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The European Journal of Health Economics

, Volume 16, Issue 8, pp 907–907 | Cite as

Commentary to: Cost of poor adherence to anti-hypertensive therapy in five European countries

  • Afschin GandjourEmail author
Commentary

Keywords

Blood Pressure Cardiovascular Event Blood Pressure Control Outpatient Care Cost Implication 
These keywords were added by machine and not by the authors. This process is experimental and the keywords may be updated as the learning algorithm improves.

The study by Mennini et al. [1] uses a decision model to assess cost implications of improving adherence to medication in hypertensive patients in five European countries (England, France, Germany, Italy, and Spain) from a payer’s perspective over 10 years. To this end, the model predicts the 10-year risk for cardiovascular events based on the Framingham risk equation. In terms of costs, it considers drug and hospitalization costs. The model suggests savings through avoiding cardiovascular events in each of the five countries.

Leaving aside a lack of consideration of costs of (a) medication side effects, (b) outpatient care, (c) rehabilitation, and (d) life extension, this result cannot be replicated based on the input data listed in the publication. This points to a potential lack of internal validity. To explain, consider that the net cost of making one additional patient adherent to blood pressure (BP) medication can be calculated in two steps:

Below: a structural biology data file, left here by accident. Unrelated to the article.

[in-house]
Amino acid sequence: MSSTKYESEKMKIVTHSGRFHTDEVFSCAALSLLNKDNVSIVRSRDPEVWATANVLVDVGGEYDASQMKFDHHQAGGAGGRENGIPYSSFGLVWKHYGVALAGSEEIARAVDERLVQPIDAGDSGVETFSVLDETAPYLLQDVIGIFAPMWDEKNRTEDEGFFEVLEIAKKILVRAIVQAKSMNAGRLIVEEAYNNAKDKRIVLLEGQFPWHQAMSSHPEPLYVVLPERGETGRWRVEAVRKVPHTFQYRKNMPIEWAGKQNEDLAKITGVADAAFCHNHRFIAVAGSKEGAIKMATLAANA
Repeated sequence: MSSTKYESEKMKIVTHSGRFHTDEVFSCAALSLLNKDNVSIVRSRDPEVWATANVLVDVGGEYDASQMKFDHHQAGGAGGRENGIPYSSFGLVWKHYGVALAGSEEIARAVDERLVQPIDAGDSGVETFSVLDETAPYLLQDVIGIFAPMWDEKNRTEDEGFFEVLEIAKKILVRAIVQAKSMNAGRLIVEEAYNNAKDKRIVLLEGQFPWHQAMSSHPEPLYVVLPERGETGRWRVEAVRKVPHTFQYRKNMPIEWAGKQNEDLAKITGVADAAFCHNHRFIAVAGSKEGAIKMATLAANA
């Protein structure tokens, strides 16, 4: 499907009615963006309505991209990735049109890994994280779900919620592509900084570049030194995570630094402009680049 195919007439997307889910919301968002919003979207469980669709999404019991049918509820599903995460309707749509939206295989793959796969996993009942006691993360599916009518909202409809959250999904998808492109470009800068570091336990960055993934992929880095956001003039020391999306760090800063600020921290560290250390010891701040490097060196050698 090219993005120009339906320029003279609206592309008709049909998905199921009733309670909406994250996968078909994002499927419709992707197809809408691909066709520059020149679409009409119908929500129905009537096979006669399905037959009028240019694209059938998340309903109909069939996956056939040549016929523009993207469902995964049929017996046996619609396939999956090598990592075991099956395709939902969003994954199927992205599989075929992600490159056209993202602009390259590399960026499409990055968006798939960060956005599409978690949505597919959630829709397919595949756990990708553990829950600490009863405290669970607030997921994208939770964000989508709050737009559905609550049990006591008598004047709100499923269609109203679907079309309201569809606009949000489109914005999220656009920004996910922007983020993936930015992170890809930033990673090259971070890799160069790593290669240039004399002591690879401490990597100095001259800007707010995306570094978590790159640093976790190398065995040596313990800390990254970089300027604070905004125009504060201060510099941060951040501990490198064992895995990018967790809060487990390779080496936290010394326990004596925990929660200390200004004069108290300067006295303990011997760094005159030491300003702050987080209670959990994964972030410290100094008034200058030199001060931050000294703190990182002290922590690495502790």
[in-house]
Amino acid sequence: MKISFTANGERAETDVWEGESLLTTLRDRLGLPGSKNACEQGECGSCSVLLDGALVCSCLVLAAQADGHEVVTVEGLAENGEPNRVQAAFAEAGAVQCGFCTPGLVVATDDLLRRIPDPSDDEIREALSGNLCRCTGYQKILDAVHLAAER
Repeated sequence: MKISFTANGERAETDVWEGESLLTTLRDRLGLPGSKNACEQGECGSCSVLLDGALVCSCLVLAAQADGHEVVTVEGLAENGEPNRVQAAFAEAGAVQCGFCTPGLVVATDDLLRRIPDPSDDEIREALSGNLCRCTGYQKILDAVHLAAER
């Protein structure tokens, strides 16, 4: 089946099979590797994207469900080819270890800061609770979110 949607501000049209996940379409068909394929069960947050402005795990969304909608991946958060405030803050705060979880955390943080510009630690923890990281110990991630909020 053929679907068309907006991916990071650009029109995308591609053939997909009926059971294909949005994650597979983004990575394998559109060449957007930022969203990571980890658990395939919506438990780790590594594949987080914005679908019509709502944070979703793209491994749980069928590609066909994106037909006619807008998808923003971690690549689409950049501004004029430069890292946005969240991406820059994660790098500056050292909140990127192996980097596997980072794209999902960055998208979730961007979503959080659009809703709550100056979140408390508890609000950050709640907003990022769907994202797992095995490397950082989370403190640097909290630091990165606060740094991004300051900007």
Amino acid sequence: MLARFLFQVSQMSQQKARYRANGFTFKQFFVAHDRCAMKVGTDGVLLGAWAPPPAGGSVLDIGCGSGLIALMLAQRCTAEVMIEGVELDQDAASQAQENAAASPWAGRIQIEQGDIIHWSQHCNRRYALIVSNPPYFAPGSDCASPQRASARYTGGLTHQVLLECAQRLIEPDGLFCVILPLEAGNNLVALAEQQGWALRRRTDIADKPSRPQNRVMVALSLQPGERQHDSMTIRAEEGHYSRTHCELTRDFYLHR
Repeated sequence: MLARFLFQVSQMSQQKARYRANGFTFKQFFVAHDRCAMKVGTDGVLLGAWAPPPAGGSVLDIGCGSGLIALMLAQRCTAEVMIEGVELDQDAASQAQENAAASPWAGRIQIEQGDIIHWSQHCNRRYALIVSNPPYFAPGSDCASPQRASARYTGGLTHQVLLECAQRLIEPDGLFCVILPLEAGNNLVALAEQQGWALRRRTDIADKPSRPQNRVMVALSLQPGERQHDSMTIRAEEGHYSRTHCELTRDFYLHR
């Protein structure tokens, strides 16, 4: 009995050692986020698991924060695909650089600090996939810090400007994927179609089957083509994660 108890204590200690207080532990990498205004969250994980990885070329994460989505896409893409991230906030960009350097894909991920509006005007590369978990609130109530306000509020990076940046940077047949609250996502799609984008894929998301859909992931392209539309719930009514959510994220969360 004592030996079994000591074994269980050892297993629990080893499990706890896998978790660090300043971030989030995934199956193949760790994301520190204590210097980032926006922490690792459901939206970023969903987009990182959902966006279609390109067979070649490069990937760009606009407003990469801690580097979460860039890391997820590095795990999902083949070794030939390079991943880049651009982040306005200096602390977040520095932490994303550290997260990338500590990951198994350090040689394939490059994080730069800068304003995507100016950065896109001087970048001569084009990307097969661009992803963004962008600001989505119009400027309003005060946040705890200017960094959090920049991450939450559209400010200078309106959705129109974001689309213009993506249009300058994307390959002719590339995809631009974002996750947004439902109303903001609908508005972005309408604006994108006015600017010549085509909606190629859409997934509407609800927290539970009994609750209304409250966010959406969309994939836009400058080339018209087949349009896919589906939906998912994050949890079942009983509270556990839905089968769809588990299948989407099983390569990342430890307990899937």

1. 1.

    Absolute risk reduction of BP treatment = (probability of BP control∣BP treatment) × (absolute risk reduction∣BP control)

     
  2. 2.

    Net cost = 10-year cost of BP treatment − (absolute risk reduction of BP treatment) × (cost of hospitalization),

     
where absolute risk reduction (ARR) refers to cardiovascular events. With regard to the first equation, Table 1 provides data on the ARR of BP control. In Italy, for example, a favorable estimate for the ARR of BP control is 5.5 % (=10–4.5 %), which holds for females. In addition, based on data in Appendix C, 56.7 % of Italian patients treated are controlled. Hence, the ARR of BP treatment is 3.1 % (5.5 × 56.7 %). Inserting this value in the second equation yields the net cost: 10 × €280−0.031 × €3939 = €2677.16.

Hence, BP treatment in Italy leads to a net increase in costs. We obtain the same result for the other countries. Therefore, from the reading it is not clear how the authors came up with their finding of savings from adherence improvement. This result is also at odds with the results of cost-effectiveness analyses on BP treatment conducted in England and Germany using the Framingham risk equation as well: they did not show savings except for the treatment of high-risk patients [2, 3].

References

  1. 1.
    Mennini, F.S., Marcellusi, A., von der Schulenburg, J.M., Gray, A., Levy, P., Sciattella, P., Soro, M., Staffiero, G., Zeidler, J., Maggioni, A., Schmieder, R.E.: Cost of poor adherence to anti-hypertensive therapy in five European countries. Eur J Health Econ 16(1), 65–72 (2015)CrossRefPubMedGoogle Scholar
  2. 2.
    Gandjour, A., Stock, S.: A national hypertension treatment program in Germany and its estimated impact on costs, life expectancy, and cost-effectiveness. Health Policy 83(2), 257–267 (2007)CrossRefPubMedGoogle Scholar
  3. 3.
    Montgomery, A.A., Fahey, T., Ben-Shlomo, Y., Harding, J.: The influence of absolute cardiovascular risk, patient utilities, and costs on the decision to treat hypertension: a Markov decision analysis. J Hypertens 21(9), 1753–1759 (2003)CrossRefPubMedGoogle Scholar

Copyright information

© Springer-Verlag Berlin Heidelberg 2015

Authors and Affiliations

  1. 1.Frankfurt School of Finance and ManagementFrankfurt am MainGermany

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